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Local field potentials recorded from macaque TE reveal posterior to anterior gradient in the extraction of diagnostic elements from natural scenes

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http://pubman.mpdl.mpg.de/cone/persons/resource/persons84110

Nielsen,  KJ
Department Physiology of Cognitive Processes, Max Planck Institute for Biological Cybernetics, Max Planck Society;

http://pubman.mpdl.mpg.de/cone/persons/resource/persons84063

Logothetis,  NK
Department Physiology of Cognitive Processes, Max Planck Institute for Biological Cybernetics, Max Planck Society;

http://pubman.mpdl.mpg.de/cone/persons/resource/persons84154

Rainer,  G
Department Physiology of Cognitive Processes, Max Planck Institute for Biological Cybernetics, Max Planck Society;

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Nielsen, K., Logothetis, N., & Rainer, G. (2005). Local field potentials recorded from macaque TE reveal posterior to anterior gradient in the extraction of diagnostic elements from natural scenes. Talk presented at 35th Annual Meeting of the Society for Neuroscience (Neuroscience 2005). Washington, DC, USA.


Cite as: http://hdl.handle.net/11858/00-001M-0000-0013-D3DD-2
Abstract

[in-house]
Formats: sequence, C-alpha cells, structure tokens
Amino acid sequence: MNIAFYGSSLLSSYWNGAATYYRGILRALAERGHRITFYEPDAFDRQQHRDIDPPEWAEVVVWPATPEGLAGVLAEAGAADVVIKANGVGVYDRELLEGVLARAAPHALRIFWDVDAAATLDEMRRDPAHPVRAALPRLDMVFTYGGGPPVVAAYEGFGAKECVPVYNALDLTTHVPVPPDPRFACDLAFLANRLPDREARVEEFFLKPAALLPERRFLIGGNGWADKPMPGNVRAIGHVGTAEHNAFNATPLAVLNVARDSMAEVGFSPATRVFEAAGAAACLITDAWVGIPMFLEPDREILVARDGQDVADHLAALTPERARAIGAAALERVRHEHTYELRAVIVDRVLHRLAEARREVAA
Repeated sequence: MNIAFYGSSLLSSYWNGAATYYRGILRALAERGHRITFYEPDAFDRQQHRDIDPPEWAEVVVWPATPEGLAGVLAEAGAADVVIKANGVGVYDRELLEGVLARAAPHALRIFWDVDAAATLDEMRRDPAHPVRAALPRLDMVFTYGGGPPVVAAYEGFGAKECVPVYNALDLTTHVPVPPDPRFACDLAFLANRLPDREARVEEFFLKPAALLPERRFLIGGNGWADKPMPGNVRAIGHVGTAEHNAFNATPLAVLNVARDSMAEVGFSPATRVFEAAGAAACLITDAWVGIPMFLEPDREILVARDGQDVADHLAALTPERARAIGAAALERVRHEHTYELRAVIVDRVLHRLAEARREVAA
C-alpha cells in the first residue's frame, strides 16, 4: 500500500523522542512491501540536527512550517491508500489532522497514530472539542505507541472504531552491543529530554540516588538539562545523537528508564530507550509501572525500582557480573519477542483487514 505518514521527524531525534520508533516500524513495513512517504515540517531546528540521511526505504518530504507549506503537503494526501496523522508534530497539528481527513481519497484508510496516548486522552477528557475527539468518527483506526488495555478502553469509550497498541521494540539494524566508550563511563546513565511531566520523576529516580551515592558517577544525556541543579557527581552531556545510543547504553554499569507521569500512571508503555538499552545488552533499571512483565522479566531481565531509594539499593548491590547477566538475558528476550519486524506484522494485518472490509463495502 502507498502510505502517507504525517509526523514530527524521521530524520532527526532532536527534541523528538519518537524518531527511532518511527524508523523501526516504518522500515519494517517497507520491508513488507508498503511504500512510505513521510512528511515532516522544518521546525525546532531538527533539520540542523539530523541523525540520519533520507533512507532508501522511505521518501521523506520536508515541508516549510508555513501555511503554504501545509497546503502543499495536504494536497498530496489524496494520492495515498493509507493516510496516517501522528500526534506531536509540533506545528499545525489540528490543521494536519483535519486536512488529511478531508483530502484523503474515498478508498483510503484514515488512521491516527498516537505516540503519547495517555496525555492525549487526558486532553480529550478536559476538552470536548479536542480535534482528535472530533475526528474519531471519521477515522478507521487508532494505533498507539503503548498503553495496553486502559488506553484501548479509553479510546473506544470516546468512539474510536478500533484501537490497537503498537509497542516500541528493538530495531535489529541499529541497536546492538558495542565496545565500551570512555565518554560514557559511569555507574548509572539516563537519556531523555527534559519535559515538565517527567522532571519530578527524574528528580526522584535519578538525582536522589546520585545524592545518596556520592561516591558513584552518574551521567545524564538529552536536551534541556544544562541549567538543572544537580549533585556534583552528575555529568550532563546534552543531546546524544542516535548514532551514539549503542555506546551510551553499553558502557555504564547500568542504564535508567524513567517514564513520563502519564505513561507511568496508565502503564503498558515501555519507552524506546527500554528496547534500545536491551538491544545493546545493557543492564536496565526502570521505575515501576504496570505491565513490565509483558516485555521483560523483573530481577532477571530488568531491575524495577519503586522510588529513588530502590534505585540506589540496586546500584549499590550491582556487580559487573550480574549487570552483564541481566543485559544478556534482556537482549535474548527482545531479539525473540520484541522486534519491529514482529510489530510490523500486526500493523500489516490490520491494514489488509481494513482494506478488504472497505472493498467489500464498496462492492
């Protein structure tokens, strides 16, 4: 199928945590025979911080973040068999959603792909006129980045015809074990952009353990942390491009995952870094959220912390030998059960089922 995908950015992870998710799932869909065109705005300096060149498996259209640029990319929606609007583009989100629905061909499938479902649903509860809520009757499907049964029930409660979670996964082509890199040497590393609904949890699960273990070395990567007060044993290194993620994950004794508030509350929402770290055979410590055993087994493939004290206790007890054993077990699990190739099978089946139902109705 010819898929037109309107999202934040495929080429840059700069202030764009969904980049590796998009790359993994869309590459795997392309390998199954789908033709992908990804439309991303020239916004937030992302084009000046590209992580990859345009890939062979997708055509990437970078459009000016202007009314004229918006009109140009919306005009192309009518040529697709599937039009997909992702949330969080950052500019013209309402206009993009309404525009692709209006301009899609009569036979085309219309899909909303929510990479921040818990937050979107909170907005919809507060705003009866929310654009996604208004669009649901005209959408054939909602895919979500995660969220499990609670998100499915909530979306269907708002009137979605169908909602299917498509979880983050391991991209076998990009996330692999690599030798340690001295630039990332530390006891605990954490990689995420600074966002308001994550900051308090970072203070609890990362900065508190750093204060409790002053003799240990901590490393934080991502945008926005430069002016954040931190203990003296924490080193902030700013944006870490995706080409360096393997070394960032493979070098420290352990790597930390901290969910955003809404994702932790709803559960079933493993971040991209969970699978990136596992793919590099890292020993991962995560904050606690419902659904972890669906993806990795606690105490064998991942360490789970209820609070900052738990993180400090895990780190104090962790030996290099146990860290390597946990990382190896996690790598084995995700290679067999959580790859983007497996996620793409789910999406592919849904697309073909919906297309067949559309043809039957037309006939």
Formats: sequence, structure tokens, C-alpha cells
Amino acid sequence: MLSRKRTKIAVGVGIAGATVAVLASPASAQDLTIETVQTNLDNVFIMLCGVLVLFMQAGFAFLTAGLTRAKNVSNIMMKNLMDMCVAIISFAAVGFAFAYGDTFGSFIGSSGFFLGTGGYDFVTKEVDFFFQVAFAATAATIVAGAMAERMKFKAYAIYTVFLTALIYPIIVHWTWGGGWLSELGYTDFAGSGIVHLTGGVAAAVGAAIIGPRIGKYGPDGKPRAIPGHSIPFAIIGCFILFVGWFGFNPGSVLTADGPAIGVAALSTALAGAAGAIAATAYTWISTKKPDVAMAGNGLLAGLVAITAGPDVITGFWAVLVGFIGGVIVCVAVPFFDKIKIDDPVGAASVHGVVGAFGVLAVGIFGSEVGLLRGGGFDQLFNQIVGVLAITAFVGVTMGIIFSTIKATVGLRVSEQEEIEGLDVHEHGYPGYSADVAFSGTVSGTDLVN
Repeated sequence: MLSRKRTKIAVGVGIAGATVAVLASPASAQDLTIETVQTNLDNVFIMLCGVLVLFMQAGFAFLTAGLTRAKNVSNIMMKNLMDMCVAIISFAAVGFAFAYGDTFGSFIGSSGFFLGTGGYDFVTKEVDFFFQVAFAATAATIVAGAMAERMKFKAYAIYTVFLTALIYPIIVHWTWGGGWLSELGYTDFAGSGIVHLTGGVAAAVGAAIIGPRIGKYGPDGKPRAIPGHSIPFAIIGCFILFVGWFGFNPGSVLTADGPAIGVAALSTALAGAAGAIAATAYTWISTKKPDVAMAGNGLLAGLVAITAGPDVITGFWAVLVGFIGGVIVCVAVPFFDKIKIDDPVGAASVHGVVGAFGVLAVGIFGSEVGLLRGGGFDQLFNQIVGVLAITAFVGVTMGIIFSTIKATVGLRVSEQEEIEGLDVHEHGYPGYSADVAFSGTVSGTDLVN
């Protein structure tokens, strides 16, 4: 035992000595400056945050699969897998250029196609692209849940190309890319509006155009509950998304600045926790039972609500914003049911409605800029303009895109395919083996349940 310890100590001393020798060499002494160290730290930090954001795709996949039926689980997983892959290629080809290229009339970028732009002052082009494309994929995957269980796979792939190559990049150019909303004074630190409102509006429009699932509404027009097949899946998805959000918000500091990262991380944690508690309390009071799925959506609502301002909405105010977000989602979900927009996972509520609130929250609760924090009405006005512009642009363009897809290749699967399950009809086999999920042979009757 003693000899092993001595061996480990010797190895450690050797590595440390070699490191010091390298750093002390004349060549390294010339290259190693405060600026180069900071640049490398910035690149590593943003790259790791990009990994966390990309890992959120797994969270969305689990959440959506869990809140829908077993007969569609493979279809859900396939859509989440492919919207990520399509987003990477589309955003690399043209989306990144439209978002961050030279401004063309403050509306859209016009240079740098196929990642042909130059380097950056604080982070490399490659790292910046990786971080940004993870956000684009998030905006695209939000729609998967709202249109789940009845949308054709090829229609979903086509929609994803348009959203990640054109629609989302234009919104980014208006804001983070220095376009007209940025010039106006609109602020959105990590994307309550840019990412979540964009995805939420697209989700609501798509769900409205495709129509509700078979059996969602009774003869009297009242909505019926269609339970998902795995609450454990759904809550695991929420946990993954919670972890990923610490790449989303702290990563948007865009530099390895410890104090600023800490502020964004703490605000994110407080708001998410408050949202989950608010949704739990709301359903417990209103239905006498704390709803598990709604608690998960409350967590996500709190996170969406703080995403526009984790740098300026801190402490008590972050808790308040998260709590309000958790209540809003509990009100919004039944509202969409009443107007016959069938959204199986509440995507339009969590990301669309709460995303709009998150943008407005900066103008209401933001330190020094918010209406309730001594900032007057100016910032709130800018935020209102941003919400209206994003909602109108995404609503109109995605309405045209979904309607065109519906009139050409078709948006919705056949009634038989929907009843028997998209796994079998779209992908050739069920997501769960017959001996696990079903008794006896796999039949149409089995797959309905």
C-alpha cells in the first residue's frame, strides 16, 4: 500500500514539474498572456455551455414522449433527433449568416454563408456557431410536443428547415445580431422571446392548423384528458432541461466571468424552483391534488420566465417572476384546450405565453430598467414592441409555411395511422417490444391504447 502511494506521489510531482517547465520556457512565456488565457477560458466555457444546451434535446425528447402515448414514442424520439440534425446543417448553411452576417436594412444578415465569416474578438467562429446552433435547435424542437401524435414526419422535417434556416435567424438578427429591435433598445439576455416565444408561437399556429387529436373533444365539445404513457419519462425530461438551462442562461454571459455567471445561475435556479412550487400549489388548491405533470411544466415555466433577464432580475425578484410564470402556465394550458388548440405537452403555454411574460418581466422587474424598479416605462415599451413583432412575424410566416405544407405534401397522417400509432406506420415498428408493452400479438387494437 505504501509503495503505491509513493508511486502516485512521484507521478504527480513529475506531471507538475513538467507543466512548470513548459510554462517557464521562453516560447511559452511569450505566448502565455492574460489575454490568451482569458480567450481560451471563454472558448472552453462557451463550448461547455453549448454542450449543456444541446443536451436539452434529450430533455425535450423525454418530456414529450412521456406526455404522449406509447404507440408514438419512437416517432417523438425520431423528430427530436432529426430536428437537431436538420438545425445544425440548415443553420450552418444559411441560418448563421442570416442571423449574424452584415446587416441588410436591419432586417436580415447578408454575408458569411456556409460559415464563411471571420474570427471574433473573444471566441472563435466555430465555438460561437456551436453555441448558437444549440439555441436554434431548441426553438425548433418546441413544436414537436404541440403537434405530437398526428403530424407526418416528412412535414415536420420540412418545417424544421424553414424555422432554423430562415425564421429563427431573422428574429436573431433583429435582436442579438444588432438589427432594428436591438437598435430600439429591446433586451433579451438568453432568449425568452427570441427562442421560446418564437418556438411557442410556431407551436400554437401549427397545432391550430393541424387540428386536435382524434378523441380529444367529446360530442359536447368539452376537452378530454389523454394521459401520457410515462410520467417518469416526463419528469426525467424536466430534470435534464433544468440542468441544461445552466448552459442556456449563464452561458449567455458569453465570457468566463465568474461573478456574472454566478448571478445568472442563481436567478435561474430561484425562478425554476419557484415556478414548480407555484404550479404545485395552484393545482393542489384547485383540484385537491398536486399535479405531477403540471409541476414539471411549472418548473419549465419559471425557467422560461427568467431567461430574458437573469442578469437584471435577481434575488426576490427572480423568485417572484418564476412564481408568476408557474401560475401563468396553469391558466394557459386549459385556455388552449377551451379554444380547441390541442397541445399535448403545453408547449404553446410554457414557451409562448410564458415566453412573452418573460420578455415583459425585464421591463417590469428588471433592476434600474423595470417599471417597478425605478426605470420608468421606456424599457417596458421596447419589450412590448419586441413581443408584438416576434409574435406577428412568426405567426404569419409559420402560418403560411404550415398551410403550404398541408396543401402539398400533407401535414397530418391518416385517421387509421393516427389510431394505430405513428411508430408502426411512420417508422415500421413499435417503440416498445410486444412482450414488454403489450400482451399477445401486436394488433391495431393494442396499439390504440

Partial occlusion of objects is ubiquitous in nature. We have shown that Rhesus monkeys are able to identify partially occluded stimuli as long as diagnostic image parts remain visible. Based on these results, we constructed partially occluded variants for a number of natural scenes, so that the scenes’ diagnostic parts were either visible or occluded. Here we report how the local field potentials (LFPs) recorded in area TE depend on the diagnosticity of a visible image region. The LFP was recorded from a total of 214 sites in two Rhesus monkeys. We sampled a large extent of area TE ranging from AP 11 to 23 mm, and covering the lower bank of the STS and lateral TE. LFPs were characterized by computing the visual evoked potentials (VEPs). In both monkeys, we found sites at which diagnosticity was a significant determinant of VEP amplitude. Interestingly, these sites were distributed according to a posterior to anterior gradient, and were more common in anterior TE (χ2-test, p<.001). We also examined how diagnosticity modulated the raw LFP amplitudes. Again, the influence of diagnosticity on the LFP increased from posterior to anterior recording locations (correlation with recording location, p<.01). An analysis of single neuron responses recorded at the same sites revealed no significant differences along this posterior to anterior axis (correlation with recording location, p=.59). Our results reveal a posterior to anterior gradient in LFP amplitudes reflecting the extraction of diagnostic image parts. Such effects were not seen in single neuron responses collected at these sites. Because LFPs provide an estimate of local dendritic processing, our findings are consistent with the idea that diagnosticity is first encoded in posterior TE, but not in the preceding visual areas. These findings suggest that LFPs provide information about the distribution of function in the ventral pathway that is not available from single neuron activity.